All Dispensationalists are Protestant, but not all Protestants are Dispensationalist. Luther and Calvin were both Amillennialists and I think you’ll find that their eschatology wasn’t really all that different from Catholic or Orthodox eschatology. Later on you find some Postmillennialism showing up in Presbyterianism for a time, although these days you really only see it among the really hard core Christian Reconstructionist types. Historical Premillennialism (that is, Premillennialism that is not Dispensational), started to resurge in the 19th century with the emergence of the Millerites and the Seventh Day Adventists, Jehovah’s Witnesses, and so on.
Dispensationalism, on the other hand, is a relatively new invention. It emerged largely from the teaching of one man: John Nelson Darby, one of the early leaders of the Plymouth Brethren. It remained largely contained within the Plymouth Brethren and few other Independent Fundamental Baptist types until the 1970s when a great many Evangelicals in general and the Jesus People movement in particular latched onto Hal Lindsey’s “The Late Great Planet Earth.” The notion didn’t really enter the popular consciousness, however, until Tim LaHaye (an old school Dispensationalist of the Independent Fundamentalist Baptist type) published the Left Behind series.
One of the features of this later day Dispensationalist Eschatology was a distinct emphasis on the restoration of the State of Israel in 1948 as the start of the “prophetic clock” leading us inexorably towards Doomsday. They say this on the basis of Christ’s Olivet Discourse in Matthew 24, Mark 13, and Luke 21. Specifically, they hang their eschatological hats on the pin of Christ’s warning that “this generation (i.e. the generation that sees the return of Israel, the re-establisment of the Temple, and the Abomination of Desolation) will not pass away until all these things (i.e. the Rapture, the Tribulation, and the Battle of Armageddon) take place.”
Specifically, the chain of logic is thus: They believe that the Abomination of Desolation talked about by Daniel and Christ is the Anti-Christ proclaiming himself to be God in the Temple. That, obviously, can’t happen unless the Temple is rebuilt. The Temple can’t be rebuilt until the nation of Israel is re-established. The nation has been re-estabished and preparations are already under way to rebuild the Temple (seriously, they’ve already made most of the Temple implements and have started training Kohens to serve as an honest to goodness, Old Testament, Aaronic Priesthood), thus the time must be short.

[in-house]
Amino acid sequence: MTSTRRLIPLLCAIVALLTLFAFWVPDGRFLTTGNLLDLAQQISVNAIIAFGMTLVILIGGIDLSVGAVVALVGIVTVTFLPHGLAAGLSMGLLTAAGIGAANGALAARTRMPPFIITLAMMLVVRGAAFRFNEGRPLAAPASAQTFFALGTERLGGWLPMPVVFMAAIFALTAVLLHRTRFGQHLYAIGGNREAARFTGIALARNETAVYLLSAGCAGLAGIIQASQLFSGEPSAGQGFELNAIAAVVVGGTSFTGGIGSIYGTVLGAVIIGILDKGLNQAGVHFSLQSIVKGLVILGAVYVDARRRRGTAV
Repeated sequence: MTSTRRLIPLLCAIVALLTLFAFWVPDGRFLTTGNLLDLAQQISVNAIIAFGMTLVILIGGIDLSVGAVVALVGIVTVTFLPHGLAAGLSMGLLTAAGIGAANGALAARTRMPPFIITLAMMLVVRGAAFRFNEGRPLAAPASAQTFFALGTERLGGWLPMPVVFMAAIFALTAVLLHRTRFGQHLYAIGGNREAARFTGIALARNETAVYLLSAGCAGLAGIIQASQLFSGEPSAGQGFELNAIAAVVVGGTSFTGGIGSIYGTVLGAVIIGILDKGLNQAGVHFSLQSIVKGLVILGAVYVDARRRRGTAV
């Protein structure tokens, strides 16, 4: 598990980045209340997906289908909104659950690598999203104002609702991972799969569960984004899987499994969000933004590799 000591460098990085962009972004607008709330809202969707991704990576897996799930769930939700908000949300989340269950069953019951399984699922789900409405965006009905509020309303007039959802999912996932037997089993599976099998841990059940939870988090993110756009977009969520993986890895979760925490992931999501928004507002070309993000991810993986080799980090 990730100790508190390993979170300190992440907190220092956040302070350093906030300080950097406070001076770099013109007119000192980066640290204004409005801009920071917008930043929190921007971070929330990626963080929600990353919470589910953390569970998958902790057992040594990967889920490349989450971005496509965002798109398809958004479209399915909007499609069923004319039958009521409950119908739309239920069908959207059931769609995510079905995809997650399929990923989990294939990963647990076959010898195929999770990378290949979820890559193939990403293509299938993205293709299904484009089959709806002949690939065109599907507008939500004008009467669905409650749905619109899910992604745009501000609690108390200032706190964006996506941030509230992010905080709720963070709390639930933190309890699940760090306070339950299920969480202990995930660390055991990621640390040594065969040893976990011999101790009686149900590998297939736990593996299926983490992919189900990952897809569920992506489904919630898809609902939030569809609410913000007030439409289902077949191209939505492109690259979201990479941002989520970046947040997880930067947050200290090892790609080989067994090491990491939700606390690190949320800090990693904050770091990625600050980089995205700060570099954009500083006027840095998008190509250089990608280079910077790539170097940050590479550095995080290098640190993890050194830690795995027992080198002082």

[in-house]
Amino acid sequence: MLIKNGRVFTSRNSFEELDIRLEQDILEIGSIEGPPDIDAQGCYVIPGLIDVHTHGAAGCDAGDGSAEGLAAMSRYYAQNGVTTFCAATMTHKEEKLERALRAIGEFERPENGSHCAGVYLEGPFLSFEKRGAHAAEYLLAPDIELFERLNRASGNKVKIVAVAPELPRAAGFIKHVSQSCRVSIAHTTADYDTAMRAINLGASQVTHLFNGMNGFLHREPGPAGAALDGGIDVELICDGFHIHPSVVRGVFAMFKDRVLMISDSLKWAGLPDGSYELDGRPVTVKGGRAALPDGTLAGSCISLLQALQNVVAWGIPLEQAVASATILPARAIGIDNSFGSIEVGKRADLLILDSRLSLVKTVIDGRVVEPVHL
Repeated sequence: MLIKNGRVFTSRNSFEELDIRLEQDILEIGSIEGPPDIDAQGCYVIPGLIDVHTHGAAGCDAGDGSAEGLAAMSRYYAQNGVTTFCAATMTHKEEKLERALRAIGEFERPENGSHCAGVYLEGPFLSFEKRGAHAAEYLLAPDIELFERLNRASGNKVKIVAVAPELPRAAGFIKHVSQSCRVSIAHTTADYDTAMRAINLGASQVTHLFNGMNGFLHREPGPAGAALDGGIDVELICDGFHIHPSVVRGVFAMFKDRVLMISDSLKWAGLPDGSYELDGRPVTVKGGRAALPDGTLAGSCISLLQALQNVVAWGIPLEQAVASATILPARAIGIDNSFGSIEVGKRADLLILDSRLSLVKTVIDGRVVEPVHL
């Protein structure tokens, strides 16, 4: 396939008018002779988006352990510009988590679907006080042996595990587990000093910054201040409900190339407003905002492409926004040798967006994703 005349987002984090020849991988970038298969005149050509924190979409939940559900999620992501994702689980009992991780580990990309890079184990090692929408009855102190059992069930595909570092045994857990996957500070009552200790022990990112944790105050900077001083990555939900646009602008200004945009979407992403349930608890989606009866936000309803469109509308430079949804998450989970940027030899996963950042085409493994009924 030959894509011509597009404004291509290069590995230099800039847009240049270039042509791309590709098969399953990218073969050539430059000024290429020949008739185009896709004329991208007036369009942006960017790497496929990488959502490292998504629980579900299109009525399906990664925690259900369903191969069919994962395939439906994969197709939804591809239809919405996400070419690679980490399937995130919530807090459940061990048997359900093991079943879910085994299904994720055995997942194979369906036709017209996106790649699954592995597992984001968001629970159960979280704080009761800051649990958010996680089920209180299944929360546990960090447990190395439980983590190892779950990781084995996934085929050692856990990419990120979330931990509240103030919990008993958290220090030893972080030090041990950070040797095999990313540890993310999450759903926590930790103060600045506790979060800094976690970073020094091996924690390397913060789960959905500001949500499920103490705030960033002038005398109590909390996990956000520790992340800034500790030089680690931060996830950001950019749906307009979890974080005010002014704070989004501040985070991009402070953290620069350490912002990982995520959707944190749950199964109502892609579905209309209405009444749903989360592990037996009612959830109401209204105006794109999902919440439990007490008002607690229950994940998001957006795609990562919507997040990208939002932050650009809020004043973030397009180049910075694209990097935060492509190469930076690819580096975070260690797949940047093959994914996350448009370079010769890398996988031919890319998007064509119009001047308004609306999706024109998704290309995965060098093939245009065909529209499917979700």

Most evangelicals, or at least most young evangelicals, these days just kind of roll their eyes whenever this stuff comes up. The common phrase you hear is that we are all now “Panmillennialists” in that “Whatever happens, it’ll all pan out in the end.” We’d much rather focus on the more immediate concerns of preaching and teaching the gospel and we’re perfectly happy to let God worry about the details of when He’s coming back to establish His Kingdom, thank you very much.
To put it another way, most young evangelicals these days have no real eschatology. Older evangelicals fall largely into two camps: Those affiliated with the evangelical version of a mainline denomination (i.e. Evangelical Methodists, Lutherans, Presbyterians, and Episcopalians) tend to be Amillennial (or at least their pastors tend to be), while the rest are almost entirely Premillennialists of one sort of another. Within the Premillennialists, most will say that subscribe to something very much like Dispensationalism, right up until you confront them with the problems with Dispensational soteriology and then they’ll deny it. Nevertheless, they’ll still subscribe to a throughly Dispensational eschatology. That having been said, there is a surprisingly large and growing camp of Historical Premillennialist evangelicals that, in the interest of full disclosure, I will say outright that I belong to.